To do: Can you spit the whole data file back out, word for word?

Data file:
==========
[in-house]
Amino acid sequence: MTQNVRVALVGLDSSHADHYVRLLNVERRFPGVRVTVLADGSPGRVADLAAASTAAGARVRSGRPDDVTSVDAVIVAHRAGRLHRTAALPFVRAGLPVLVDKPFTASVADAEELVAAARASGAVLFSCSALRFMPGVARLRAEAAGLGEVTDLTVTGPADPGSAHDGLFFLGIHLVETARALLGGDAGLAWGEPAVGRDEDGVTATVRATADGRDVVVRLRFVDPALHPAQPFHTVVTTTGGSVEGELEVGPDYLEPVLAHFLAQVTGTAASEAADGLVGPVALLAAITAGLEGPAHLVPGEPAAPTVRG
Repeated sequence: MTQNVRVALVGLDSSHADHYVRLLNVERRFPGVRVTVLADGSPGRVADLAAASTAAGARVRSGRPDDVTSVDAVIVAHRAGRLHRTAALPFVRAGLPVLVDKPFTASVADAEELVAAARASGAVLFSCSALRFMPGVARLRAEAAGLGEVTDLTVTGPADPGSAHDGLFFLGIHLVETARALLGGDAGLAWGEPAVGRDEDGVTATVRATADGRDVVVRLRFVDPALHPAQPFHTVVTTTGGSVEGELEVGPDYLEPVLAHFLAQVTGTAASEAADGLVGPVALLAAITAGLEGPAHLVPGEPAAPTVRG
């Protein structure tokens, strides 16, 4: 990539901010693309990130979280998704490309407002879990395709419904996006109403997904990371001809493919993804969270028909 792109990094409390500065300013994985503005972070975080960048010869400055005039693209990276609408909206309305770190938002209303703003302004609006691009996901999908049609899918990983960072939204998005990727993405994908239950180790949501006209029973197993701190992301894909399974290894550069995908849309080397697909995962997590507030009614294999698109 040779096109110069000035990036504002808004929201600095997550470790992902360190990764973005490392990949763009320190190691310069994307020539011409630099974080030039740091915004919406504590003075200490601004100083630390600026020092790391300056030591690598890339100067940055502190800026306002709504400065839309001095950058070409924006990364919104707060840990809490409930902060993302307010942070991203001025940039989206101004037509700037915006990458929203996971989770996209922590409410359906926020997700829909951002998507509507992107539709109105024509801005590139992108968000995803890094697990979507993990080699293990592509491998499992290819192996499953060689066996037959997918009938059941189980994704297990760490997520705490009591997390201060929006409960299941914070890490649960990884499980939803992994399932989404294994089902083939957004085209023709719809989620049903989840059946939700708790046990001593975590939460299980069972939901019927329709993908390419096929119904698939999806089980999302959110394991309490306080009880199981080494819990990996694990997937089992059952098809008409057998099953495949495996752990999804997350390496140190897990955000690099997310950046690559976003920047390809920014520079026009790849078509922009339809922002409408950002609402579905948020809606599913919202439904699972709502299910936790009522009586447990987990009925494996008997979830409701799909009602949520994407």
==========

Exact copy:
[in-house]
Amino acid sequence: MTQNVRVALVGLDSSHADHYVRLLNVERRFPGVRVTVLADGSPGRVADLAAASTAAGARVRSGRPDDVTSVDAVIVAHRAGRLHRTAALPFVRAGLPVLVDKPFTASVADAEELVAAARASGAVLFSCSALRFMPGVARLRAEAAGLGEVTDLTVTGPADPGSAHDGLFFLGIHLVETARALLGGDAGLAWGEPAVGRDEDGVTATVRATADGRDVVVRLRFVDPALHPAQPFHTVVTTTGGSVEGELEVGPDYLEPVLAHFLAQVTGTAASEAADGLVGPVALLAAITAGLEGPAHLVPGEPAAPTVRG
Repeated sequence: MTQNVRVALVGLDSSHADHYVRLLNVERRFPGVRVTVLADGSPGRVADLAAASTAAGARVRSGRPDDVTSVDAVIVAHRAGRLHRTAALPFVRAGLPVLVDKPFTASVADAEELVAAARASGAVLFSCSALRFMPGVARLRAEAAGLGEVTDLTVTGPADPGSAHDGLFFLGIHLVETARALLGGDAGLAWGEPAVGRDEDGVTATVRATADGRDVVVRLRFVDPALHPAQPFHTVVTTTGGSVEGELEVGPDYLEPVLAHFLAQVTGTAASEAADGLVGPVALLAAITAGLEGPAHLVPGEPAAPTVRG
């Protein structure tokens, strides 16, 4: 990539901010693309990130979280998704490309407002879990395709419904996006109403997904990371001809493919993804969270028909 792109990094409390500065300013994985503005972070975080960048010869400055005039693209990276609408909206309305770190938002209303703003302004609006691009996901999908049609899918990983960072939204998005990727993405994908239950180790949501006209029973197993701190992301894909399974290894550069995908849309080397697909995962997590507030009614294999698109 040779096109110069000035990036504002808004929201600095997550470790992902360190990764973005490392990949763009320190190691310069994307020539011409630099974080030039740091915004919406504590003075200490601004100083630390600026020092790391300056030591690598890339100067940055502190800026306002709504400065839309001095950058070409924006990364919104707060840990809490409930902060993302307010942070991203001025940039989206101004037509700037915006990458929203996971989770996209922590409410359906926020997700829909951002998507509507992107539709109105024509801005590139992108968000995803890094697990979507993990080699293990592509491998499992290819192996499953060689066996037959997918009938059941189980994704297990760490997520705490009591997390201060929006409960299941914070890490649960990884499980939803992994399932989404294994089902083939957004085209023709719809989620049903989840059946939700708790046990001593975590939460299980069972939901019927329709993908390419096929119904698939999806089980999302959110394991309490306080009880199981080494819990990996694990997937089992059952098809008409057998099953495949495996752990999804997350390496140190897990955000690099997310950046690559976003920047390809920014520079026009790849078509922009339809922002409408950002609402579905948020809606599913919202439904699972709502299910936790009522009586447990987990009925494996008997979830409701799909009602949520994407």